Friday, June 14, 2013

Anna Netrebko and Rolando Villazón in Concert (Moscow, January 22, 2006)

by Mark Gabrish Conlan • Copyright © 2013 by Mark Gabrish Conlan • All rights reserved

Charles and I were watching a download of an operatic concert given in Moscow on January 22, 2006 by Russian soprano Anna Netrebko and Mexican tenor Rolando Villazón. They’ve been hailed as the current generation of operatic lovebirds (though they are not a couple in real life, which is probably just as well after the bitter real-world breakup of the last superstar opera couple, Roberto Alagna and Anna Gheorghiu) and they certainly lived up to that reputation on this occasion, slobbering all over doing a long duet sequence from Donizetti’s L’Elisir d’Amore — which Alagna began by opening what looked like a quite ordinary can of commercial beer. (The opera is about a con man who comes to a small Italian village claiming to be selling the magic elixir of love with which Isolde ensnared Tristan; it’s really just cheap wine, but the tenor, Nemorino falls for it, with at least mildly humorous complications.) The show began with the aria “Ah, leve-toi, soleil,” from Gounod’s opera Roméo et Juliette (based on Shakespeare’s you-know-what), and almost as soon as Villazón opened his mouth I found myself disappointed. I remembered this aria from Florencio Constantino’s acoustic recording from about 1912 and missed the heroic ring Constantino brought to this aria; instead Villazón sang it prettily and emptily, making the notes but missing the ardor of the love-struck teenager Shakespeare and Gounod were writing about. The next piece was a long love duet from the same opera, and Villazón and Netrebko were pretty much on their best behavior — at least they didn’t drink or do an open-mouthed kiss on stage — but their voices were once again pretty bland, though at least part of that may be Gounod’s fault. (It still seems frustrating that geniuses like Berlioz, Tchaikovsky and Debussy all contemplated doing Romeo and Juliet operas — Berlioz got as far as a 1 ½-hour “dramatic symphony” and Tchaikovsky as his famous fantasy-overture and a love duet for soprano and tenor based on the same Big Tune — but the ones who actually finished Romeo and Juliet operas were relative mediocrities like Vaccai, Bellini, Gounod and Zandonai.)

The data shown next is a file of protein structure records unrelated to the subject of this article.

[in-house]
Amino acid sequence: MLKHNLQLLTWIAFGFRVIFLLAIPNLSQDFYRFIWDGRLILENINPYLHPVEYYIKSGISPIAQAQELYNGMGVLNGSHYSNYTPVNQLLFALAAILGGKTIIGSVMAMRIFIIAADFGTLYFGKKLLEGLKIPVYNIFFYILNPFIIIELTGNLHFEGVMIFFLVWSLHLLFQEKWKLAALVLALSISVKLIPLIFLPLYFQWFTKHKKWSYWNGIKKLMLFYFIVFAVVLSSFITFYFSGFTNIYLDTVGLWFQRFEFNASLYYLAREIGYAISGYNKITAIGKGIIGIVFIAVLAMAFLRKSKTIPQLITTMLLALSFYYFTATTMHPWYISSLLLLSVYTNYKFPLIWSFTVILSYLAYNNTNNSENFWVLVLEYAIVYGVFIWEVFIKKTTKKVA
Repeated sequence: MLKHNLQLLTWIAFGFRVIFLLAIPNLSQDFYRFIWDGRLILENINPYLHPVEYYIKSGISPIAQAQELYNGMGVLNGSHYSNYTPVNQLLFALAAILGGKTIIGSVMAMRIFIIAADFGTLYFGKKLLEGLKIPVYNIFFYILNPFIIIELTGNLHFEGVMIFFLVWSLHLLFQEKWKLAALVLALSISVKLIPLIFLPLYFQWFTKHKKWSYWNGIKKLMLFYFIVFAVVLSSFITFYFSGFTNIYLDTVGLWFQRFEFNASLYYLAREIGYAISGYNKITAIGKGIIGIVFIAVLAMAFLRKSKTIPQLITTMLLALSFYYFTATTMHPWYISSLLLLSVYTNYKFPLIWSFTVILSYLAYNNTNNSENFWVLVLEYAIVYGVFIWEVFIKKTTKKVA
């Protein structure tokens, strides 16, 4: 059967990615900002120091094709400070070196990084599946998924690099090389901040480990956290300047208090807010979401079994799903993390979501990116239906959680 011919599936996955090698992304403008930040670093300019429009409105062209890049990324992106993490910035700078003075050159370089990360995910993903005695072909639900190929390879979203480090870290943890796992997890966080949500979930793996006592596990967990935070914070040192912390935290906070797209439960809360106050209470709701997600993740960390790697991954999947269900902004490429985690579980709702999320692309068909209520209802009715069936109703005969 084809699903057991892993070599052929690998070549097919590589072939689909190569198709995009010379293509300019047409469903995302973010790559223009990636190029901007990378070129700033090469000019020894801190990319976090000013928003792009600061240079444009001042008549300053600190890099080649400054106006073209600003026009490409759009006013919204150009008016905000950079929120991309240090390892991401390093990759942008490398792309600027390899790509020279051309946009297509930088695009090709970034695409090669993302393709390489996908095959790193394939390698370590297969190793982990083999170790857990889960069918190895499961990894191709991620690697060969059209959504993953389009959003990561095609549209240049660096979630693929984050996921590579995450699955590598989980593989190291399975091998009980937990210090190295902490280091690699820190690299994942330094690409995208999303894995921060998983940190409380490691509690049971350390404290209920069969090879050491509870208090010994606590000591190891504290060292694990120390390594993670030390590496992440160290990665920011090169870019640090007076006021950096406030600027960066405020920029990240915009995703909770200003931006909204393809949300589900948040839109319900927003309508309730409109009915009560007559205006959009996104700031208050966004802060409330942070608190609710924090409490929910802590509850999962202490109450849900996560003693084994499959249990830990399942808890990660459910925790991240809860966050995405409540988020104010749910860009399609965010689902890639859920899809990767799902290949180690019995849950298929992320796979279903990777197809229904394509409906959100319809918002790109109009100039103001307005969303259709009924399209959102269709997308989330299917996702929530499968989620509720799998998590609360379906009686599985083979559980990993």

Then the conductor — whose name I haven’t been able to trace online (given that this was a Russian telecast his on-screen credit was in indecipherable, at least to me, Cyrillic letters) but who’s one of these young podium flibbertigibbets who probably watched Leonard Bernstein’s Young People’s Concerts as a boy and thought Bernstein’s hyperactivity was the way to conduct — did a surprisingly well-phrased performance of the Intermezzo to Mascagni’s Cavalleria Rusticana and afterwards Netrebko came back for the most successful performance of the night: an aria (probably the famous “Song to the Moon,” though since this is an opera I don’t know it will have to remain mysterious) from Dvorák’s Rusalka. Until the last 20 years or so Dvorák’s operatic output has been pretty much terra incognita, probably for the same reason it’s been so hard to hear Smetana’s and Janácek’s operas for so long: the language barrier (not that many people outside what used to be called Bohemia, then Czechoslovakia and now the Czech Republic are trained to sing in Czech, and Smetana’s The Bartered Bride made it to the standard repertoire but for years only through a German translation), but Renée Fleming has made a personal specialty of the title role in Rusalka and Netrebko seems ready to rival her in the part. Even that hyper conductor calmed down for this one and spun an excellent mood from his orchestra.